Some surgeons advocate that this practice of preoperative placement of ureteric stents should help avoid ureteric injury,1,3,4 while others fear the potential injury during insertion and postoperative urinary complications including oliguria, anuria and urinary tract infection. Moreover, the insertion of preoperative ureteric catheters increases both the length of time in the operating room and that under anesthesia as well as the overall cost of the procedure.

Ureteric stents can be of great help, if ureter identification difficulty is anticipated.5 Standard 5F stents placement at the beginning of surgery allows easy identification by palpation. However, this is not 100% reliable. The use of illuminated ureteric stents adds another dimension to ensuring ureteric safety in complex cases by giving direct visualization of the ureteric position throughout the dissection.6 Ureteric catheters may be particularly useful during laparoscopic colorectal procedures in which tactile localization is difficult.

Intraoperative complications have included laceration or perforation of the ureter during the stent placement.7 Well et al noted a 2.2% intraoperative complication rate in 561 prophylactic ureteric catheterizations, similar to the 2% rate reported by Leff et al.8 No iatrogenic injury to ureters were observed in our study.

Pandya et al investigated the conversions in 200 laparoscopic colorectal surgeries to laparotomies in 47 of them for which the indication was nonidentification of ureters.9 In another study by Huscher et al there were 21 conversions out of 200 for nonvisualization of ureters. In our study, since the ureters were identified in all the patients there was no conversion of laparoscopic surgery to laparotomy. So, this is an advantage in reducing the number of conversions.

CONCLUSION

To conclude, prophylactic placement of illuminated ureteric catheters can be of great help in identifying the ureters especially in difficult colorectal surgeries and can be performed with minimal morbidity to the patient.3,4 The indications being the inflammatory bowel diseases, previous abdominal or pelvic surgeries, previous exposure to radiation, obesity and colorectal malignancies. Due to the intraoperative identification of ureters, the iatrogenic injury due to surgery and also the conversion rate to laparotomies is also minimized. Hence, use of prophylactic illuminated ureteric catheters is justified.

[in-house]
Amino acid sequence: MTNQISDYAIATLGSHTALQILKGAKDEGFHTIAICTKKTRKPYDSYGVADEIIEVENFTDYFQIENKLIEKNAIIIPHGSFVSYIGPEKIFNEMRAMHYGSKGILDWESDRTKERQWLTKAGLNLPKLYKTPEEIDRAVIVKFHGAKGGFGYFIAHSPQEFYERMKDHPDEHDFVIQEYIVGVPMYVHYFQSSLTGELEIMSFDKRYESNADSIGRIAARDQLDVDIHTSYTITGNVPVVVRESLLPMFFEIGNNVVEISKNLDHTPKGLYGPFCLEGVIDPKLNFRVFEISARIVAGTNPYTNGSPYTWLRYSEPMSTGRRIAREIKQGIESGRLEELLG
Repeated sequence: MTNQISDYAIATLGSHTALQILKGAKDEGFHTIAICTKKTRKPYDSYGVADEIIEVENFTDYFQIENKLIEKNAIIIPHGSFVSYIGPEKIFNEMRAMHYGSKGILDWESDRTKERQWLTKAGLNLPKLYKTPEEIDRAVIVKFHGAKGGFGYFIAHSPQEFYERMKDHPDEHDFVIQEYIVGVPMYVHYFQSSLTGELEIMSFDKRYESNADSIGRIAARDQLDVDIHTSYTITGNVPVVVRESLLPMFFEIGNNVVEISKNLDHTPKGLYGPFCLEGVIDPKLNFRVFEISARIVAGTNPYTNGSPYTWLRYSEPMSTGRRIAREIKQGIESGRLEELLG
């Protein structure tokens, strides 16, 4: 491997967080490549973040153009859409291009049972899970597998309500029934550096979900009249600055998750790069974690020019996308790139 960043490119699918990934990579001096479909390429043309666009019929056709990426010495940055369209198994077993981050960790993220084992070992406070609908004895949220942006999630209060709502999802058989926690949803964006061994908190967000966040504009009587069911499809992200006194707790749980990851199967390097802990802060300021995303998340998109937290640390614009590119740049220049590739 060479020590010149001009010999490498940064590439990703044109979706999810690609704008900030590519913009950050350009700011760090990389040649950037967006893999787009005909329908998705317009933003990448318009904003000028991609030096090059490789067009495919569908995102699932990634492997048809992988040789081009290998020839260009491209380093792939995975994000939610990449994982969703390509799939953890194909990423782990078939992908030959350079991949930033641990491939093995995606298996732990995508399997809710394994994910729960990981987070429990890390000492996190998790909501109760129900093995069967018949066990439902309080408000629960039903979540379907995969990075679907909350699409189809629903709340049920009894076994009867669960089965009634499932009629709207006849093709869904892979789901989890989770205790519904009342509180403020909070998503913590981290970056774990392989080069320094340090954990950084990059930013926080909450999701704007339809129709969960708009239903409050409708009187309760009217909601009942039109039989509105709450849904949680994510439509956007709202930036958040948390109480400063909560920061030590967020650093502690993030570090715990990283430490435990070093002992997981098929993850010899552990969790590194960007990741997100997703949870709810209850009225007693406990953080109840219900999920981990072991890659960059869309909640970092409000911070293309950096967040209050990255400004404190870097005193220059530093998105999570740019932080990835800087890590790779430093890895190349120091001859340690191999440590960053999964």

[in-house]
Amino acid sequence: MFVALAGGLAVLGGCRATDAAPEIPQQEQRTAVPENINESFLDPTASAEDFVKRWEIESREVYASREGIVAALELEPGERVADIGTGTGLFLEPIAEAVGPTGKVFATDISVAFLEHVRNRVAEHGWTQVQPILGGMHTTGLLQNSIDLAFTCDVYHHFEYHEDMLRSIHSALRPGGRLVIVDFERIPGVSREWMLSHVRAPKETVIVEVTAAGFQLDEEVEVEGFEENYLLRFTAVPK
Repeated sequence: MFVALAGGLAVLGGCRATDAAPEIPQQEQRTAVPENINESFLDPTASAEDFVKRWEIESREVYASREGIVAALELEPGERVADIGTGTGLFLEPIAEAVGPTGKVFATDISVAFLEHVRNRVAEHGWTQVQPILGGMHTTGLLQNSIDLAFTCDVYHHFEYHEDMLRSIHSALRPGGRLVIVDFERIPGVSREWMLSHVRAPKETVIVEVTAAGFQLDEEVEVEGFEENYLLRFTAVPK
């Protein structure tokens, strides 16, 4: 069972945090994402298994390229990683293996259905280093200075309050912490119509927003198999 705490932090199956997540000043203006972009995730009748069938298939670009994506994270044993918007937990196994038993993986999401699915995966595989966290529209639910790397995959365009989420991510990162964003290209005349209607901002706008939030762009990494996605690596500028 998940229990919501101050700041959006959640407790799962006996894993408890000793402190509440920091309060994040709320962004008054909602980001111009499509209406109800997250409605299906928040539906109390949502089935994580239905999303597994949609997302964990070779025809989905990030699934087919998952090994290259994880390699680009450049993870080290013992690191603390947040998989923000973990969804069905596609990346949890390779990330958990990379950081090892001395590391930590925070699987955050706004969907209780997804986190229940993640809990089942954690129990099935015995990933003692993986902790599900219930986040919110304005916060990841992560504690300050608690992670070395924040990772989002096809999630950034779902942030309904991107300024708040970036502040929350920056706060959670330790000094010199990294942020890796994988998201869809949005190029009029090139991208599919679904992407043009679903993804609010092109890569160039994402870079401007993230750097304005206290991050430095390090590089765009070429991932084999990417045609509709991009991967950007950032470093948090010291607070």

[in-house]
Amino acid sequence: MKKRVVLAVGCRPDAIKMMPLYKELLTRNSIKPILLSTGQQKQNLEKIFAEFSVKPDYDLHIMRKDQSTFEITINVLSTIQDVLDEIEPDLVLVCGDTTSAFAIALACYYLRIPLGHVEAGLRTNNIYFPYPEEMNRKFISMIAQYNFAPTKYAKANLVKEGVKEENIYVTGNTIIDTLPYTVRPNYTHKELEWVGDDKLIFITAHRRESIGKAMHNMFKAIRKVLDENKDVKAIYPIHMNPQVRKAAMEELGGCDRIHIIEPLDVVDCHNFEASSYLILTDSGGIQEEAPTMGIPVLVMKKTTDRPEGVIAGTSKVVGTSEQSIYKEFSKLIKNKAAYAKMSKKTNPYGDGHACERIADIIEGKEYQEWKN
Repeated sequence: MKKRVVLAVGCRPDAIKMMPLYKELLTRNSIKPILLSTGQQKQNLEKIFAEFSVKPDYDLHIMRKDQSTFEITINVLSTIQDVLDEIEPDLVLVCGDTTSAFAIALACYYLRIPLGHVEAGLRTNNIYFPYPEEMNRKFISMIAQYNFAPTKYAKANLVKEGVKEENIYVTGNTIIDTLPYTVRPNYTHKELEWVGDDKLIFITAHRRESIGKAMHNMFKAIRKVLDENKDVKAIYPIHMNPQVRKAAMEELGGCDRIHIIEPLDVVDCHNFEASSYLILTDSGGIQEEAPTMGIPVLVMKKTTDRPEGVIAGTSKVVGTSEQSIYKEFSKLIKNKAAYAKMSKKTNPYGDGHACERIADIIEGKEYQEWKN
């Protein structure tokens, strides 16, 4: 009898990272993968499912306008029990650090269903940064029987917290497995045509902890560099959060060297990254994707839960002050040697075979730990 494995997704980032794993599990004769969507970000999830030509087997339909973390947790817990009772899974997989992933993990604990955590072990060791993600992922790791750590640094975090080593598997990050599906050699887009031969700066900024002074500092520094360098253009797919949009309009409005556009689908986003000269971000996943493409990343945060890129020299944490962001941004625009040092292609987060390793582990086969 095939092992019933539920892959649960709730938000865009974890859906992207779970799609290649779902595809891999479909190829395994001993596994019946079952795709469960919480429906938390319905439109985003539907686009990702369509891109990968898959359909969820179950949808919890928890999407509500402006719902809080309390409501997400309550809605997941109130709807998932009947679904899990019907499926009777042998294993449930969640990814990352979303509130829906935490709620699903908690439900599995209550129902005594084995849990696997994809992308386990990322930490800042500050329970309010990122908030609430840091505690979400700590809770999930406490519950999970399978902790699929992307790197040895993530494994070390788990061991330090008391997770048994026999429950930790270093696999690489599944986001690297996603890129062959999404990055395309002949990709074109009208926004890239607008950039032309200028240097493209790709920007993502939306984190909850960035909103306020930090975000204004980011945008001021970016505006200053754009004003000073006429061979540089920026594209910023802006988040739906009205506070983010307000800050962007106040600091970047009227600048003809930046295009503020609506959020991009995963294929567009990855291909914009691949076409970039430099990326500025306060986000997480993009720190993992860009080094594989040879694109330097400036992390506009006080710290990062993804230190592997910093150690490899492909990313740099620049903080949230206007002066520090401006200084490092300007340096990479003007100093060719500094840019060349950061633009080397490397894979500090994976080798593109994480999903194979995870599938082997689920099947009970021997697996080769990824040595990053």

REFERENCES

  1. Tsujinaka S, Wexner SD, Dasilva G, Sands DR. Prophylactic ureteric caterters in laparoscopic colorectal surgery. Tech Coloproctol 2008;12:45-50.
  2. Agachan F, Joo JS, Weiss EG, Wexner SD. Intraoperative laparoscopic complications. Dis Colon and Rectum 1996;39: S14-19.
  3. Bothwell WN, Bleicher RJ, Dent TL. Prophylactic ureteral catheterization in colon surgery. Dis Colon Rectum 1994;37: 330-34.
  4. Kyzer S, Gordon PH. The prophylactic use of ureteral catheters during colorectal operations. Am Surg 1994;60:212-26.
  5. Nam YS, Steven D, Wexner. Clinical value of prophylactic ureteral stent indwelling during laparoscopic colorectal surgery. J Korean Med Sci 2002;17:633-35.
  6. Phipps JH, Tyrell NJ. Transilluminating ureteric stents for preventing operative ureteric damage. Br J Obstet Gynaecol 1992;99:81.
  7. Sheikh FA, Khubchandani IT. Prophylactic ureteric catheters in colon surgery-how safe are they? Report of three cases. Dis Colon Rectum 1990;33:508-10.
  8. Leff EL, Groff W, Rubin RJ, Eisenstat TE, Salavati EP. Use of ureteral catheters in colonic and rectal surgery. Dis Colon Rectum 1982;25:457-60.
  9. Pandya S, Murray JJ, Coller JA, Rusin LC. Laparoscopic colectomy: Indications of conversion to laparotomy. Arch Surg 1999;134:471-75.

ABOUT THE AUTHORS

Manash Ranjan Sahoo (Corresponding Author)

Associate Professor, Department of Surgery, SCB Medical College Cuttack, Odisha, India, Phone: 06712414034, 09937025779 e-mail: manash67@gmail.com

T Anil Kumar

Postgraduate Student, Department of Surgery, SCB Medical College Cuttack, Odisha, India


World Journal of Laparoscopic Surgery, September-December 2012;5(3):113-115